As a point of comparison, I am running some large heritage speakers as my mains (KG-5) and still back it up with a 12" Velodyne running 2000 W for the sub.

I'll bet your neighbors just love you! ;)
 

raoul5788

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meStevo
Just a note about speakers. They are VERY subjective! The above posters really like Klipsch speakers. I don't. That doesn't mean they aren't a good product. In fact, they are a very good one. I just don't happen to like their sound. That's the subjective part of speakers. You should go to a good local store where you can listen, and preferably, take home for a weekend, the speakers you want to buy. They are likely to sound much different in your home than they do in the store. At least make sure the store has a flexible return policy. There are lots of very good speakers out there. I would suggest checking out Paradigms or Definitive Technologies, but that's just me! Good luck and make sure to let us know what you end up with.
 

meStevo

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Ya, this stuff is new to me (to the point that some of the posts above this one barely make sense), so I'll be doing some shopping around locally too before I buy. Those speakers I linked normally around that price level? Decent price for that MSRP.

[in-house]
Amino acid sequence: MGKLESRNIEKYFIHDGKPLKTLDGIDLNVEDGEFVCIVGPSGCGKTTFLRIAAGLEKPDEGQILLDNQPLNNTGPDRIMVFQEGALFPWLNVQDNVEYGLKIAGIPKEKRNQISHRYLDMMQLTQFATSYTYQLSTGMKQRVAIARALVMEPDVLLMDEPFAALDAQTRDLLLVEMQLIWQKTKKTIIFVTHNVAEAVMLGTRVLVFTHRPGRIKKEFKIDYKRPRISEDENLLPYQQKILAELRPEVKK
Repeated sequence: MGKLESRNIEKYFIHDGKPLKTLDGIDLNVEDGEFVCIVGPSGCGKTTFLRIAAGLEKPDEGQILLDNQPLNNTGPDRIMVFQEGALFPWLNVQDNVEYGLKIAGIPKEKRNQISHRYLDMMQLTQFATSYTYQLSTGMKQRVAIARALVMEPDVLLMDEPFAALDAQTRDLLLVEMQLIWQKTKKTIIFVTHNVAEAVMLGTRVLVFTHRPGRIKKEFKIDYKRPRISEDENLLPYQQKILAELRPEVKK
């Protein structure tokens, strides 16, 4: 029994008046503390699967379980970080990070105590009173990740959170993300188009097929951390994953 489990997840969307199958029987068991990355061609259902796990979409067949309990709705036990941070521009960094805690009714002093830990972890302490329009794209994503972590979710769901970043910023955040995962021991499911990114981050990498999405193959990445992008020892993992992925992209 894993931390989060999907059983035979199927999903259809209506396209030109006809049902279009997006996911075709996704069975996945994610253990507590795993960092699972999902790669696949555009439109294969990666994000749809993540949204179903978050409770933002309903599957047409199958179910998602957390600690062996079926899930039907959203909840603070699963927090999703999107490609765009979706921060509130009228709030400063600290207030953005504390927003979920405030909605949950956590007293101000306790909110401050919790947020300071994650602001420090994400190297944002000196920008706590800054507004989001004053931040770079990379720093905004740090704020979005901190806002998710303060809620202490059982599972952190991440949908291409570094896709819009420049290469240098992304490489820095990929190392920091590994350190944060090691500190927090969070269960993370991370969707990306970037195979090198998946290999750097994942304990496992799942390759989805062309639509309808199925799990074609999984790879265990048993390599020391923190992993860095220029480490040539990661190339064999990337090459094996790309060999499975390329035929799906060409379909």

I've got a weak sub that i'm going to use, but since I have to hang/mount the surround speakers, I'm going to make it worth my while to do so.
 

jayn_j

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Ya, this stuff is new to me (to the point that some of the posts above this one barely make sense), so I'll be doing some shopping around locally too before I buy. Those speakers I linked normally around that price level? Decent price for that MSRP.

I've got a weak sub that i'm going to use, but since I have to hang/mount the surround speakers, I'm going to make it worth my while to do so.

I got buried in the details, but I second Chip's comments. Klipsch's have a very distinctive sound than many don't like. Many say they are OK for HT, but way too bright for music. Personally, I like the crispness. It brings out dialog, and I have learned how to tame it for music.

Taking the speakers is best, but at the very least find places where you can relax and do serious listening. Adjust to your tastes. Try to use a similar amplifier and make sure your amp has enough power to drive the speakers without driving them into saturation. You will know if this happens when the sound becomes harsh and suddenly loud.

Bring along some material you like to see and listen to. You will be more comfortable with it, but more importantly, it will be consistent as you move between the stores.

One more thing about receivers. Make sure that the receiver can process the sound from the HDMI. Some cheap receivers will just switch the video and require a different audio connection. Also a good feature to check out is upconversion of component and composite video to HDMI. That will allow a single connection from your receiver to your TV. This is on the Onkyo 607, but not the 507 and is the main reason I upgraded.
 

meStevo

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I actually only had 1 connection going from my receiver to my TV... I had everything connected to my TV and HDMI going to my receiver.

Is this bad? Or not ideal for some reason?

I have a 47" Sammy LCD.